More important than their theology, however, was their political orientation. Coming largely from the landed aristocracy, they were accommodationists with regard to the Roman occupation of Israel. Possessing considerable economic interests, their concern was to make peace with the Romans, preserve the status quo, and thus protect their own holdings. In return the Romans accorded the Sadducees considerable power, invariably appointing the high priest from their ranks, who was the most powerful political figure among the Jews in that day. The prime concern of the Sadducean aristocracy, of whom the high priest was the chief spokesman, was the preservation of order, the avoidance at all costs of any confrontation with the Roman authorities.
But the question remains: how does the preaching of Peter and John threaten peace with the Romans? Polhill continues:
Note the wording in v. 2: not ‘they were proclaiming the resurrection of Jesus’ but ‘they were proclaiming in Jesus the resurrection of the dead.’ The idea of a general resurrection was an apocalyptic concept with all sorts of messianic overtones. Messianic ideas among the Jews of that day meant revolt, overthrow of the foreign overlords, and restoration of the Davidic kingdom. There had been such movements before (cf. 5:36–37), and the Romans had put them down. There would be many more in the future. In fact, the worst fears of the Sadducees were indeed realized when war broke out with the Romans in a.d. 66, with terrible consequences for the Jews. Here, with the large crowds surrounding Peter and John, their fears were aroused. The notes of Peter’s sermon alarmed them: resurrection, Author of life, a new Moses. These were revolutionary ideas. The movement must not spread. It must be nipped in the bud.
The next morning the Sanhedrin gathers together to question Peter and John. They ask them by what power or name they healed the lame beggar. Peter’s response is bold and confident because the Holy Spirit is guiding him, just as Jesus promised (see Matt. 10:19–20; Luke 12:11–12; 21:15).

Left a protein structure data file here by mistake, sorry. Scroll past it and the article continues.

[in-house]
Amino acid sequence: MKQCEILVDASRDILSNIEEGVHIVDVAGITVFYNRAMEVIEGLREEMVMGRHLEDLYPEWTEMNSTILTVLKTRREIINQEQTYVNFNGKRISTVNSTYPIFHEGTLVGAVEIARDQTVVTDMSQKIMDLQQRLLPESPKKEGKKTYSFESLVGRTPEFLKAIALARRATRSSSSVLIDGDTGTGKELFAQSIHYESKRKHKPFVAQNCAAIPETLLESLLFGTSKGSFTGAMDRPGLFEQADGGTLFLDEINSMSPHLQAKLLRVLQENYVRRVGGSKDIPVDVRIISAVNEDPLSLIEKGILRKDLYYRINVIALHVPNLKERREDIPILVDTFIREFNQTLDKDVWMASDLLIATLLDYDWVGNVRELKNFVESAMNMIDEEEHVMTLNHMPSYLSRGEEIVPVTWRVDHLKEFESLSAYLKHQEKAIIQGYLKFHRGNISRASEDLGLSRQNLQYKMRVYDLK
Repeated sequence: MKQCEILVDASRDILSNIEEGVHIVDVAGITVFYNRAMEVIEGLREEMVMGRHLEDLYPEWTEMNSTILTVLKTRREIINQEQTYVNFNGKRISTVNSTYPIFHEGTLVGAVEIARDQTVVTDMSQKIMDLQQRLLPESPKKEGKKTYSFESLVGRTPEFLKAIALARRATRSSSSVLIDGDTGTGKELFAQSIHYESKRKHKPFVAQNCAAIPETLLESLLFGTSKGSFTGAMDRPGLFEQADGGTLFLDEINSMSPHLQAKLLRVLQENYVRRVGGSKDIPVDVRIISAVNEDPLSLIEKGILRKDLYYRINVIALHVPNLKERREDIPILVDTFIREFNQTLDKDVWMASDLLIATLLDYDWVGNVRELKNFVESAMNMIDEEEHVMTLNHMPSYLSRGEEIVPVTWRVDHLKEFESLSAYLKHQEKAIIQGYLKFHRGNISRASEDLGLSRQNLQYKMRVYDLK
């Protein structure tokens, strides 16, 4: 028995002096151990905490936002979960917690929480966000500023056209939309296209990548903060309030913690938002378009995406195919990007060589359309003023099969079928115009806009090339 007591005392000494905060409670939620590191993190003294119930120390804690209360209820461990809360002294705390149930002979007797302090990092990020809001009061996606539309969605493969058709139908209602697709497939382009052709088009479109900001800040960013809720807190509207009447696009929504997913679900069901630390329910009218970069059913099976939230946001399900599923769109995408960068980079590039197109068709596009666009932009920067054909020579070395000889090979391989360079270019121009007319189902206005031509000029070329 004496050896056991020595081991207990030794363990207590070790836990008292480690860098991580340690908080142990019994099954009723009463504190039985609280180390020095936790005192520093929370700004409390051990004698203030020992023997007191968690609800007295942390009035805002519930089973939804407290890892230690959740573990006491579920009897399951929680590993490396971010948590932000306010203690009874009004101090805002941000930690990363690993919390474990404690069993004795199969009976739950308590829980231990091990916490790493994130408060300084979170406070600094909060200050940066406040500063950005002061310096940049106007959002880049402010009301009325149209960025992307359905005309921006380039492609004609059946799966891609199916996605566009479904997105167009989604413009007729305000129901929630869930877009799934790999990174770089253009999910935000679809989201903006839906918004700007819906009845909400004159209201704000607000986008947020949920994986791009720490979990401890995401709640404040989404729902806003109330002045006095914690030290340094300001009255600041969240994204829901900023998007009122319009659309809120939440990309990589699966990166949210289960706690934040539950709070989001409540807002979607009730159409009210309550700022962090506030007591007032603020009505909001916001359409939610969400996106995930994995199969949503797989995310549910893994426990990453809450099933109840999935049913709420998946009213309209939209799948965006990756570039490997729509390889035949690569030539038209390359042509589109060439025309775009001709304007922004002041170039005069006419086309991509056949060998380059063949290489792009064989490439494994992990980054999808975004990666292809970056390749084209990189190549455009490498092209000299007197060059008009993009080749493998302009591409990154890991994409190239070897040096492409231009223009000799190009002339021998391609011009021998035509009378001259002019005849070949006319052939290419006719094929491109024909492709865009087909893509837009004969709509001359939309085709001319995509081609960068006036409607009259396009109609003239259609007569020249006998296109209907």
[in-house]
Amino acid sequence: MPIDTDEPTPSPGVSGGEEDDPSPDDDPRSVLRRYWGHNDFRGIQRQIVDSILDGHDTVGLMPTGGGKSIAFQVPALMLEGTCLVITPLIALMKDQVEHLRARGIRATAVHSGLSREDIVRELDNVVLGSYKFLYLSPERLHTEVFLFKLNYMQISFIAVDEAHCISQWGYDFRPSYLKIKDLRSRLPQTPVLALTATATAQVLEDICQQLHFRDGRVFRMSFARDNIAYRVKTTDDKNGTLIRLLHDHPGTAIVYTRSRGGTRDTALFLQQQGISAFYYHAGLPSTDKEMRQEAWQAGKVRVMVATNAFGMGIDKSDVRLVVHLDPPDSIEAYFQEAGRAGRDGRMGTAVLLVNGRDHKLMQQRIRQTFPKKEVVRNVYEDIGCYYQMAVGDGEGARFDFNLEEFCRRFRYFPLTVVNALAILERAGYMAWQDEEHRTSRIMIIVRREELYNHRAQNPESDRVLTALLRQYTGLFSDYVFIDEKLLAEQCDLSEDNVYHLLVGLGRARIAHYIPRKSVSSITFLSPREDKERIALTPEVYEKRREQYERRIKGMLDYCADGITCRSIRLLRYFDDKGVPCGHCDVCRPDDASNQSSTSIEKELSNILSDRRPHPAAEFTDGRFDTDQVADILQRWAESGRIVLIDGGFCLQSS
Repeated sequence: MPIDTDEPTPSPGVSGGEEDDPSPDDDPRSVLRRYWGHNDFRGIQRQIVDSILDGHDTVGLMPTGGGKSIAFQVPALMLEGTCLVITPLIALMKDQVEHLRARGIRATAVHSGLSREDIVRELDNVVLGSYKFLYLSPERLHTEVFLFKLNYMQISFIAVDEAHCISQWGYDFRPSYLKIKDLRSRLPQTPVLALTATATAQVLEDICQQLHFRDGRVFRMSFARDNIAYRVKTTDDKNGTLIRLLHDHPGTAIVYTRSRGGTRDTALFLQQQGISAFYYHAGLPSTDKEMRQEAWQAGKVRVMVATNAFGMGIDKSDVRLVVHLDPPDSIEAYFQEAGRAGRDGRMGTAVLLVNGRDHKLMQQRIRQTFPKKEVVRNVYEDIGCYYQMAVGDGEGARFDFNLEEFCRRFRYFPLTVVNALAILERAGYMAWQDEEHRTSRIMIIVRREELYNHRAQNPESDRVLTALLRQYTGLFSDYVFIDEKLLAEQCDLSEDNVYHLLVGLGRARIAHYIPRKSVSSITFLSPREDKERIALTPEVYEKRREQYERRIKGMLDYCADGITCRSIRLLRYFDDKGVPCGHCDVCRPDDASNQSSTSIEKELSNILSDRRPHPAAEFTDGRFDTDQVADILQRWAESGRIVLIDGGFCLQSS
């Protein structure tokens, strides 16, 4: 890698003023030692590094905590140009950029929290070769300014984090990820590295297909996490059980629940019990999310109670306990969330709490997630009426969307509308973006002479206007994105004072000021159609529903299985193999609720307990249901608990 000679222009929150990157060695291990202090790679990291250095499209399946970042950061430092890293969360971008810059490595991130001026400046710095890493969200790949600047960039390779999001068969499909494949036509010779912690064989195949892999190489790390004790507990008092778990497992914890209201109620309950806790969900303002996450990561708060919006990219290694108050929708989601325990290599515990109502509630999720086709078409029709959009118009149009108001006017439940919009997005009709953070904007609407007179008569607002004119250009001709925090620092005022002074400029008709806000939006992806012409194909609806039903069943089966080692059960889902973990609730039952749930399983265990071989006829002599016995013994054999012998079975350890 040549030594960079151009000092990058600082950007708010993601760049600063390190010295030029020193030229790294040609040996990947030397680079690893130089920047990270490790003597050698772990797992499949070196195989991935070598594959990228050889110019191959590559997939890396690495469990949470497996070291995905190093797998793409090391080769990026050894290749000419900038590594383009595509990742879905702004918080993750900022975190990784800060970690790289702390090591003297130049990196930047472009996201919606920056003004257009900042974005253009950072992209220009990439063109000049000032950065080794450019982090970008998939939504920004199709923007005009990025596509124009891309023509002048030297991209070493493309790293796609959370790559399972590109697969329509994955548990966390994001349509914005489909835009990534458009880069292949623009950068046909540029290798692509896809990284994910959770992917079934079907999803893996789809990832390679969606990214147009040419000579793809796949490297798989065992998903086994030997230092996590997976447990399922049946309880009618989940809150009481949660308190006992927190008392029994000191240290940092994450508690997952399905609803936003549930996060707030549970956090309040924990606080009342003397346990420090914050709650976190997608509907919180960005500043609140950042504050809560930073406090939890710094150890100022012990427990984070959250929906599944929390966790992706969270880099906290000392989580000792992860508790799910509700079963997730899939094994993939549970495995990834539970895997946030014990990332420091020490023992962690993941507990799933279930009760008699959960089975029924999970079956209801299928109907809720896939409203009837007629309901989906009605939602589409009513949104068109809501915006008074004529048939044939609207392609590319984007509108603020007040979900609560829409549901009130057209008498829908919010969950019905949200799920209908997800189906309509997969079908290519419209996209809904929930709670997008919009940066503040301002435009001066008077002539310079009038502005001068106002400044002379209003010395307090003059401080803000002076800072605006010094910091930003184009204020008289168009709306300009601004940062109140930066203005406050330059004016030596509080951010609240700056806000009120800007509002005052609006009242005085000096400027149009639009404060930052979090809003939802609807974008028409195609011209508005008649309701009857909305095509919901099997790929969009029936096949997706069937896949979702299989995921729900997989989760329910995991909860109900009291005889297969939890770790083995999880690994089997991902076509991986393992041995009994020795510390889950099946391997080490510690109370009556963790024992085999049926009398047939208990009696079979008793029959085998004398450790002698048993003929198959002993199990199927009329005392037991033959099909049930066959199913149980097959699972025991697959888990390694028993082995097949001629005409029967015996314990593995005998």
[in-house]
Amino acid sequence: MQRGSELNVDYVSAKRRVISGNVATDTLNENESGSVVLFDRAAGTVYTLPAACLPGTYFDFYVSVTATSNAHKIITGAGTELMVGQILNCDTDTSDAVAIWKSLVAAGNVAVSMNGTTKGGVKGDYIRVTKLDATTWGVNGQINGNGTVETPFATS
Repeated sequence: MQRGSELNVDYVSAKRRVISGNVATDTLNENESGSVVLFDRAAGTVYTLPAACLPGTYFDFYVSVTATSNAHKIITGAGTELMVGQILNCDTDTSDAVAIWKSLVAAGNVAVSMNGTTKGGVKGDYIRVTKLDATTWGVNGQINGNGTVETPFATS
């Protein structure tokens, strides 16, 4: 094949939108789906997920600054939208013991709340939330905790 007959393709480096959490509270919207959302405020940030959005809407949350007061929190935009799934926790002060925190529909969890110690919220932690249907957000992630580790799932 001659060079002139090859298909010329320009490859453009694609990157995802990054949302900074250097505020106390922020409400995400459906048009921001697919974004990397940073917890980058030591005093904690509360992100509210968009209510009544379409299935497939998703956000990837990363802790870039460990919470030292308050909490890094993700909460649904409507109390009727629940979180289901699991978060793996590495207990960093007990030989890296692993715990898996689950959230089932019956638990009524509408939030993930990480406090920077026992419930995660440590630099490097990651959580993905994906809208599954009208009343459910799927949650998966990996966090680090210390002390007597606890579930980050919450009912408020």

Rulers of the people and elders, if we are being examined today concerning a good deed done to a crippled man, by what means this man has been healed, let it be known to all of you and to all the people of Israel that by the name of Jesus Christ of Nazareth, whom you crucified, whom God raised from the dead—by him this man is standing before you well. This Jesus is the stone that was rejected by you, the builders, which has become the cornerstone. And there is salvation in no one else, for there is no other name under heaven given among men by which we must be saved.
Peter proclaims that the name by which the lame beggar was healed is the name of Jesus, the very man they had sent to Pilate for crucifixion. Peter then refers to Psalm 118:22, “The stone that the builders rejected has become the chief cornerstone.” Jesus is the chief cornerstone and the Jewish leadership are the builders. Craig Keener, in The IVP Bible Background Commentary: New Testament , notes that “Peter learned this use of Psalm 118:22, cited here in verse 11, from Jesus; see Luke 20:17.”
Finally, Peter’s speech climaxes with an exclusive claim. Not only was Jesus’ name responsible for the healing of the beggar, but Jesus’ name is the only name by which any person can be saved from the day of judgment.
The Jewish council members are astonished that men with no formal religious education are speaking so openly and boldly about the things of God. Given the fact that the forty-year-old man was clearly healed by Peter and John, the council members are unable to say anything in response.
Their only recourse is to threaten Peter and John if they continue to preach about Jesus. Peter and John, however, respond that given a choice between obeying the Sanhedrin and following God, they must choose to obey God. Given the public nature of the healing miracle, the Sanhedrin cannot hold Peter and John any longer, for they are simply too popular. The council dismisses them.